Apache Kafka Vs Apache Spark: Know the Differences

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    Apache Kafka Vs Apache Spark: Know the Differences

    A new breed of ‘Fast Data’ architectures has evolved to be stream-oriented, where data is processed as it arrives, providing businesses with a competitive advantage. – Dean Wampler (Renowned author of many big data technology-related books)

    Dean Wampler makes an important point in one of his webinars. The demand for stream processing is increasing every day in today’s era. The main reason behind it is, processing only volumes of data is not sufficient but processing data at faster rates and making insights out of it in real time is very essential so that organization can react to changing business conditions in real time.

    And hence, there is a need to understand the concept “stream processing “and technology behind it. 

    So, what is Stream Processing?

    Think of streaming as an unbounded, continuous real-time flow of records and processing these records in similar timeframe is stream processing. 

    AWS (Amazon Web Services) defines “Streaming Data” is data that is generated continuously by thousands of data sources, which typically send in the data records simultaneously, and in small sizes (order of Kilobytes). This data needs to be processed sequentially and incrementally on a record-by-record basis or over sliding time windows and used for a wide variety of analytics including correlations, aggregations, filtering, and sampling.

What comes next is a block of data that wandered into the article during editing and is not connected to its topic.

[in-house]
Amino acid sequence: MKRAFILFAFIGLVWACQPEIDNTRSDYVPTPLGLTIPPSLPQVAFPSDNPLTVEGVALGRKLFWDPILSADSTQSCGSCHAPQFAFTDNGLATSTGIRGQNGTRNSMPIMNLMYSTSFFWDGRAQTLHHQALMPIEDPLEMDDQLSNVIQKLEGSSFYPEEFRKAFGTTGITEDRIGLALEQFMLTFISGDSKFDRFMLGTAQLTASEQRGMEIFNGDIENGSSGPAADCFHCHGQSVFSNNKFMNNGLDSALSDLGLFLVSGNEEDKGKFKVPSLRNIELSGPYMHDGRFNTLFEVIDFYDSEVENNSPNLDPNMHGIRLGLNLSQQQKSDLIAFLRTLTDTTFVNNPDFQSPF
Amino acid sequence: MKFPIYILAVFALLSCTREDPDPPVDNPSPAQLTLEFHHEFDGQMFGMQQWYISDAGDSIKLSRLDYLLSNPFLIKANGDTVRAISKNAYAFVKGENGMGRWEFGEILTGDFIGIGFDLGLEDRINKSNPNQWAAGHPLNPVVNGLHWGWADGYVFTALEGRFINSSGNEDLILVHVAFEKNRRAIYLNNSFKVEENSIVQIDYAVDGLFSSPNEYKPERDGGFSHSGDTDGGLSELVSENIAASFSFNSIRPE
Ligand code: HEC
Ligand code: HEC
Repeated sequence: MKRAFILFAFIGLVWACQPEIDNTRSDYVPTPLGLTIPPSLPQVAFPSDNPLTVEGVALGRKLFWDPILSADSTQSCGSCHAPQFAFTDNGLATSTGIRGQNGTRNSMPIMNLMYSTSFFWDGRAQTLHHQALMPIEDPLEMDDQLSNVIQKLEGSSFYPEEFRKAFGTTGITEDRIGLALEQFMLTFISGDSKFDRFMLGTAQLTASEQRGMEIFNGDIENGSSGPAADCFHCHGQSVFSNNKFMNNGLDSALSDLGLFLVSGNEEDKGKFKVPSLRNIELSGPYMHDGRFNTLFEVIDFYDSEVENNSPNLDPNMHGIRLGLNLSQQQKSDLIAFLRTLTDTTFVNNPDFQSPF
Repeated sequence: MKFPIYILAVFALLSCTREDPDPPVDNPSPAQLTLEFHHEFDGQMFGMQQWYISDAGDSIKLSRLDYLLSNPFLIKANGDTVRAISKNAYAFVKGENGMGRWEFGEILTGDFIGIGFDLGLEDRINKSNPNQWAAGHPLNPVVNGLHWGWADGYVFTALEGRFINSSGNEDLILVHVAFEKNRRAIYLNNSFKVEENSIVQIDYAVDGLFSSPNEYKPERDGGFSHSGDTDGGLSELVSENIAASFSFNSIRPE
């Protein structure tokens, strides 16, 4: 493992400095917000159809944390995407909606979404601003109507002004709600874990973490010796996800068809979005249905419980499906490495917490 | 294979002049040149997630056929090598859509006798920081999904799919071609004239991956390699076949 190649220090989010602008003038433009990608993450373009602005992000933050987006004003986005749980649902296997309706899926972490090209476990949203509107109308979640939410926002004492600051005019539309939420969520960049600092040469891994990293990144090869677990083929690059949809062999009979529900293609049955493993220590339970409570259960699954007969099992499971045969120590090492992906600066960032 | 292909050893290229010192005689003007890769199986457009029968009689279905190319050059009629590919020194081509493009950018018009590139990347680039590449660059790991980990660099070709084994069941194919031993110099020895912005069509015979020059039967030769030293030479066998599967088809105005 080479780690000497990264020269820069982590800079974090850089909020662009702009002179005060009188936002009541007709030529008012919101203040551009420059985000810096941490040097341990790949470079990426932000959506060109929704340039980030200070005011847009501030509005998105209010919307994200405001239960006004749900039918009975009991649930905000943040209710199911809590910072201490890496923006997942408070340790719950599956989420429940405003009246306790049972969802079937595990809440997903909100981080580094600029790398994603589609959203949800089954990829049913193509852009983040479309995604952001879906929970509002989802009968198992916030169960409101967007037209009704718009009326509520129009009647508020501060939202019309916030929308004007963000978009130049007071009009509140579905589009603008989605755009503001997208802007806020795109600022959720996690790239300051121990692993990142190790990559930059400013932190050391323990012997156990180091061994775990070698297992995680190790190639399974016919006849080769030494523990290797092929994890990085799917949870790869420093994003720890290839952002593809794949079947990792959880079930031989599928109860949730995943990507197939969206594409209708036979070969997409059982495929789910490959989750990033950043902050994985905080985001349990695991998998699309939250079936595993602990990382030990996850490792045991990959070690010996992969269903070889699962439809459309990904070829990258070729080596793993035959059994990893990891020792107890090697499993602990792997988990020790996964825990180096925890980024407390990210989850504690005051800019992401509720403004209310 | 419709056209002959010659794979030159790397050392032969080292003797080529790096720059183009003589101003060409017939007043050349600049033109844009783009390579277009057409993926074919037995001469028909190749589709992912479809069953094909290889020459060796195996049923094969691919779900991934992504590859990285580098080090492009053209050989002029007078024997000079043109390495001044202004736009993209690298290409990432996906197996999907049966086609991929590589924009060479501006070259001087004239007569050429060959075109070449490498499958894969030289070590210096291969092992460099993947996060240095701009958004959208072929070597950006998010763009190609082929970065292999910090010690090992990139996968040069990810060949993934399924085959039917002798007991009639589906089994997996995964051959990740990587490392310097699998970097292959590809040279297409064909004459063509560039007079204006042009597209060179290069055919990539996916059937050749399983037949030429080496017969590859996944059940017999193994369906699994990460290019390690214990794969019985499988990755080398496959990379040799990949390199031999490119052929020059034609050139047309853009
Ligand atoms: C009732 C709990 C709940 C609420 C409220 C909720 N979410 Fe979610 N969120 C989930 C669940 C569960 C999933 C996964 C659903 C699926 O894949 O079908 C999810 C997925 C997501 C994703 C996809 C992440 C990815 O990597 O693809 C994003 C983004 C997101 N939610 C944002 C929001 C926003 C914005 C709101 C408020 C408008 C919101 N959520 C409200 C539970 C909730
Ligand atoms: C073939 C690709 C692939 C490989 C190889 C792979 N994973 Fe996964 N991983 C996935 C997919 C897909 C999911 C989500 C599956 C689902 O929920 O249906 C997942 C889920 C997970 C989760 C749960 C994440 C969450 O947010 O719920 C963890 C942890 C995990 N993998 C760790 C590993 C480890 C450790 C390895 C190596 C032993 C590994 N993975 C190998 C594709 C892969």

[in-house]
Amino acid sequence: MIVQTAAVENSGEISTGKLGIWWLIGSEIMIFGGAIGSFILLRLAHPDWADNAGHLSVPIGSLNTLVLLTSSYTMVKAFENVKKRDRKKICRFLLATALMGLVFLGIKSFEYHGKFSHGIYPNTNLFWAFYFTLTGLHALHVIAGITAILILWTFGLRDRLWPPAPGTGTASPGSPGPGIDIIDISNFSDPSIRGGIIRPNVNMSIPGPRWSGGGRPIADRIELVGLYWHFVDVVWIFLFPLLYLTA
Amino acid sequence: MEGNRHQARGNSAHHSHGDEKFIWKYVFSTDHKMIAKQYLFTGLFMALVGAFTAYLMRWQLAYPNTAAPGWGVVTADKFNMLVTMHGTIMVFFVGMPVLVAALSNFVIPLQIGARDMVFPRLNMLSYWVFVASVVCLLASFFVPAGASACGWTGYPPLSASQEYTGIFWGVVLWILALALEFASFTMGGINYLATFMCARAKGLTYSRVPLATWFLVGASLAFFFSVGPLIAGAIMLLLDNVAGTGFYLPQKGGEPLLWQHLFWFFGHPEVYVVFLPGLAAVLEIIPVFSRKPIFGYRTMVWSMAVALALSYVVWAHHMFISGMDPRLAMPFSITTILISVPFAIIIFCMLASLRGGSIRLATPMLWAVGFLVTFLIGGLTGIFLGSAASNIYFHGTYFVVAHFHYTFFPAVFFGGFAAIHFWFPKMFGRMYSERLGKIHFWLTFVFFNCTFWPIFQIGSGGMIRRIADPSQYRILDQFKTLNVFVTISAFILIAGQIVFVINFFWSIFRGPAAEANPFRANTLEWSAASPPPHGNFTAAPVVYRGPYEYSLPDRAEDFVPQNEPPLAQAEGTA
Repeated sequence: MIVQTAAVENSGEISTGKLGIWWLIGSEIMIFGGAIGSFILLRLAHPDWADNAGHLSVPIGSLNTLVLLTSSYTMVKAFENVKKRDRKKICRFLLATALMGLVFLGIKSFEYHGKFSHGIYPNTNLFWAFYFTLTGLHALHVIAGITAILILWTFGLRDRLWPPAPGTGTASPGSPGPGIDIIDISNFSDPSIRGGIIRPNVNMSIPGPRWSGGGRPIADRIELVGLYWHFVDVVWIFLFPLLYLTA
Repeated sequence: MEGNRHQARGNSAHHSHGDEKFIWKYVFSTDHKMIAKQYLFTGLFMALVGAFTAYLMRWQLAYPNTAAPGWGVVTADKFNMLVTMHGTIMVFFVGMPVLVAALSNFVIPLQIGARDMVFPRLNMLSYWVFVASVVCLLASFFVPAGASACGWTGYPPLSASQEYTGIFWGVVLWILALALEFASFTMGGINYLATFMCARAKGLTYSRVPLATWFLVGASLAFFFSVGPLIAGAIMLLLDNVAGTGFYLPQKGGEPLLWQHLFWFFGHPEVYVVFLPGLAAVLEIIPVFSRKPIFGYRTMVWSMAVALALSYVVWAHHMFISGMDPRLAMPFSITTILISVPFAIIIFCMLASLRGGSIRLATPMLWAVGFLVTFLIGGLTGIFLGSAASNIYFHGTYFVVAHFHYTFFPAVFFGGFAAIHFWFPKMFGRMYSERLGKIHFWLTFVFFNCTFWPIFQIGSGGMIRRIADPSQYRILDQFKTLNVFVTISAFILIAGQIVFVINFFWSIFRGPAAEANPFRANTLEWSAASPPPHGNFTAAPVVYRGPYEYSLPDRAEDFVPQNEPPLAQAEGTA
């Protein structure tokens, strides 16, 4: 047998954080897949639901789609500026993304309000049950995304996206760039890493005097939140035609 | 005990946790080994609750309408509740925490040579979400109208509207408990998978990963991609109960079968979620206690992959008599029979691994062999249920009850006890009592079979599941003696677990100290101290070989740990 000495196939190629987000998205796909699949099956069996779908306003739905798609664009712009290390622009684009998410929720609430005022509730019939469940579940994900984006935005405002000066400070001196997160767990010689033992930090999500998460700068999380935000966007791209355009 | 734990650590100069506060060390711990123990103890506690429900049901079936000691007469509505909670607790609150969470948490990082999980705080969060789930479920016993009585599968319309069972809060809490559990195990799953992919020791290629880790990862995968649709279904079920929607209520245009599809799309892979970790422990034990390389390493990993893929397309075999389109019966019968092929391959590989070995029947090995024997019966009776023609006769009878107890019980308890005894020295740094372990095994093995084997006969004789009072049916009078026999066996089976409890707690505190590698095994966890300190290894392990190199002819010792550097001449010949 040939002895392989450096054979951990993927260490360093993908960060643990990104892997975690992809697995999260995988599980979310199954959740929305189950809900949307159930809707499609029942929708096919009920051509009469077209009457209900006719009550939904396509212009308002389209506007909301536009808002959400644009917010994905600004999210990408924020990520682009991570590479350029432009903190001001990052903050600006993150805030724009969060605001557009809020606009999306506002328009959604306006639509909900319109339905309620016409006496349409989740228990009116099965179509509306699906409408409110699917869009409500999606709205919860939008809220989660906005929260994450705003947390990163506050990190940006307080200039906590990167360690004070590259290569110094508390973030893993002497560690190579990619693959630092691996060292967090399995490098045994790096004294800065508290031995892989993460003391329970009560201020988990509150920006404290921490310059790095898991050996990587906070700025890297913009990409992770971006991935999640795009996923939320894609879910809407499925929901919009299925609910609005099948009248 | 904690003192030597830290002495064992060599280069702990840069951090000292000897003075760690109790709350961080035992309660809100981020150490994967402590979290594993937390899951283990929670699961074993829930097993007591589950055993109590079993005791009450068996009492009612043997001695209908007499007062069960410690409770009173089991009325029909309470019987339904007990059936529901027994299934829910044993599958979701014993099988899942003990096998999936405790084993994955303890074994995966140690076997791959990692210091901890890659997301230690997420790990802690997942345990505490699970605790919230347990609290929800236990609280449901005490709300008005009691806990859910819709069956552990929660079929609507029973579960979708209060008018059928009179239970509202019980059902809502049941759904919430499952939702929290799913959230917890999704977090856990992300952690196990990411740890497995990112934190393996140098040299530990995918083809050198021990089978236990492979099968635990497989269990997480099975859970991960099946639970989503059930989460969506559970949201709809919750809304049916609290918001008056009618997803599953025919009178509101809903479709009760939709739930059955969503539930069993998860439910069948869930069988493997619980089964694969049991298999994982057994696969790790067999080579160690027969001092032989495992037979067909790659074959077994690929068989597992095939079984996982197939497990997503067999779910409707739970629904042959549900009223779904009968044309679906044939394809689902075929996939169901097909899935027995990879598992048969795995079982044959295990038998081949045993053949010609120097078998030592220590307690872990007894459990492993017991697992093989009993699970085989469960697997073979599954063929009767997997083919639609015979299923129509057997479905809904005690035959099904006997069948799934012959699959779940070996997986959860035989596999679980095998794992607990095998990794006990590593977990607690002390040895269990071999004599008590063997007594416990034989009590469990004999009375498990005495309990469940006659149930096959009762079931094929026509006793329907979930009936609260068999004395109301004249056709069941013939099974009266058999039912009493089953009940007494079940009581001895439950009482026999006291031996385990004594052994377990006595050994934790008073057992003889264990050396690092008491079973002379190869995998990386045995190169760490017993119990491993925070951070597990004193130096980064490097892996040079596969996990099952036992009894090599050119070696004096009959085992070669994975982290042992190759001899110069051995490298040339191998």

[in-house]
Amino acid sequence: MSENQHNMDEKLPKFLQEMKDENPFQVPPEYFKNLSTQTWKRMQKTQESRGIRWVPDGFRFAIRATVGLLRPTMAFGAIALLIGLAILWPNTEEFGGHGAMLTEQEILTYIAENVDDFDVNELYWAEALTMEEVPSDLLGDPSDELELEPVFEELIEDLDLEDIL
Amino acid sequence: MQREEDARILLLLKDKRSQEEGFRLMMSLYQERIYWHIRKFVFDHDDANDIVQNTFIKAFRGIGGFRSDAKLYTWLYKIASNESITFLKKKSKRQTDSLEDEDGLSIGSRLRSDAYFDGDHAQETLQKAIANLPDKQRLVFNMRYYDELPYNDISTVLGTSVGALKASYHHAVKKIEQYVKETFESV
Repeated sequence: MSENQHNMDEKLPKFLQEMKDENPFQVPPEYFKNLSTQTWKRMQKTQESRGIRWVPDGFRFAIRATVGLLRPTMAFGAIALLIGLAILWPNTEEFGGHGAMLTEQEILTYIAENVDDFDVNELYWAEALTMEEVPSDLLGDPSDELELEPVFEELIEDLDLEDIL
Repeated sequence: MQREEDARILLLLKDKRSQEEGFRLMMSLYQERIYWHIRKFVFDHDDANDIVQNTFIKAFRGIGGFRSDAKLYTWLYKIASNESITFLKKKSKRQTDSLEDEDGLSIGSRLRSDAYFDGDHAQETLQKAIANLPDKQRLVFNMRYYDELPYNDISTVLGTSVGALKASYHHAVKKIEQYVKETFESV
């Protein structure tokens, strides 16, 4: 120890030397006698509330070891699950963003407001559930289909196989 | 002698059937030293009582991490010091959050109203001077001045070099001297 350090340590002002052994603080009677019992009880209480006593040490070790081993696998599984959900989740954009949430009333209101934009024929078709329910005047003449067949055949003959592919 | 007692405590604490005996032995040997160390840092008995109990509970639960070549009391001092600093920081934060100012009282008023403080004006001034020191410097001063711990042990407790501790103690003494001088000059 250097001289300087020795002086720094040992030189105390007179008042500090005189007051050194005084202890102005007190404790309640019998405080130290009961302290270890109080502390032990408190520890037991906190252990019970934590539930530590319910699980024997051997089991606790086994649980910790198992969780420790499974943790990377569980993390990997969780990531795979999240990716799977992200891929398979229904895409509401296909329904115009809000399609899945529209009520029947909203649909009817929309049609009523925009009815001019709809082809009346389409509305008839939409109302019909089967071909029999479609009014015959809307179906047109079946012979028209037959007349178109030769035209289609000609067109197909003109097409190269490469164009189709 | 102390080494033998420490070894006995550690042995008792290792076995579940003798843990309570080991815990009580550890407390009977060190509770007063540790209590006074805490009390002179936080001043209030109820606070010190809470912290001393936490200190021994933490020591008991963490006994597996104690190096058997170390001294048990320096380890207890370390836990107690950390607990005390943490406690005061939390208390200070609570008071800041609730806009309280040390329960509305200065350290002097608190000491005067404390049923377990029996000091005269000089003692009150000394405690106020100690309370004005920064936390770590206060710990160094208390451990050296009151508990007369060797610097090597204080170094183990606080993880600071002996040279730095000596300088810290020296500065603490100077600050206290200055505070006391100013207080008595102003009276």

In stream processing method, continuous computation happens as the data flows through the system.

    Stream processing is highly beneficial if the events you wish to track are happening frequently and close together in time. It is also best to utilize if the event needs to be detected right away and responded to quickly.

    There is a subtle difference between stream processing, real-time processing (Rear real-time) and complex event processing (CEP). Let’s quickly look at the examples to understand the difference. 

    Stream Processing: Stream processing is useful for tasks like fraud detection and cybersecurity. If transaction data is stream-processed, fraudulent transactions can be identified and stopped before they are even complete.

    Real-time Processing: If event time is very relevant and latencies in the second’s range are completely unacceptable then it’s called Real-time (Rear real-time) processing. For ex. flight control system for space programs